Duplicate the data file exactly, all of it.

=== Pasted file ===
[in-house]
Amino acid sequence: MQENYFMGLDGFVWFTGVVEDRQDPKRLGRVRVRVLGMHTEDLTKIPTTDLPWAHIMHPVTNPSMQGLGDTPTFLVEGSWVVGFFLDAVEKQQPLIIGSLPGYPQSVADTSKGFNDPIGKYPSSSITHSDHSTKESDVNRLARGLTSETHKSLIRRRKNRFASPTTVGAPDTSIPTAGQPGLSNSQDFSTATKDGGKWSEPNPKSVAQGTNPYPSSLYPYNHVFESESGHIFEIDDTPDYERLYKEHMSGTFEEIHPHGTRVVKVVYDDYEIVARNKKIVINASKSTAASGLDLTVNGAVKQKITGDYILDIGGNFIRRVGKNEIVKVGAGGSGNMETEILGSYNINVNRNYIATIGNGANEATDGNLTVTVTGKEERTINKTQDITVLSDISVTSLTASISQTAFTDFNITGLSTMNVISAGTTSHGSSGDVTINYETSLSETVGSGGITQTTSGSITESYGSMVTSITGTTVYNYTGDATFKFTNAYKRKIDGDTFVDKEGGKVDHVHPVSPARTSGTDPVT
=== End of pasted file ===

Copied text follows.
[in-house]
Amino acid sequence: MQENYFMGLDGFVWFTGVVEDRQDPKRLGRVRVRVLGMHTEDLTKIPTTDLPWAHIMHPVTNPSMQGLGDTPTFLVEGSWVVGFFLDAVEKQQPLIIGSLPGYPQSVADTSKGFNDPIGKYPSSSITHSDHSTKESDVNRLARGLTSETHKSLIRRRKNRFASPTTVGAPDTSIPTAGQPGLSNSQDFSTATKDGGKWSEPNPKSVAQGTNPYPSSLYPYNHVFESESGHIFEIDDTPDYERLYKEHMSGTFEEIHPHGTRVVKVVYDDYEIVARNKKIVINASKSTAASGLDLTVNGAVKQKITGDYILDIGGNFIRRVGKNEIVKVGAGGSGNMETEILGSYNINVNRNYIATIGNGANEATDGNLTVTVTGKEERTINKTQDITVLSDISVTSLTASISQTAFTDFNITGLSTMNVISAGTTSHGSSGDVTINYETSLSETVGSGGITQTTSGSITESYGSMVTSITGTTVYNYTGDATFKFTNAYKRKIDGDTFVDKEGGKVDHVHPVSPARTSGTDPVT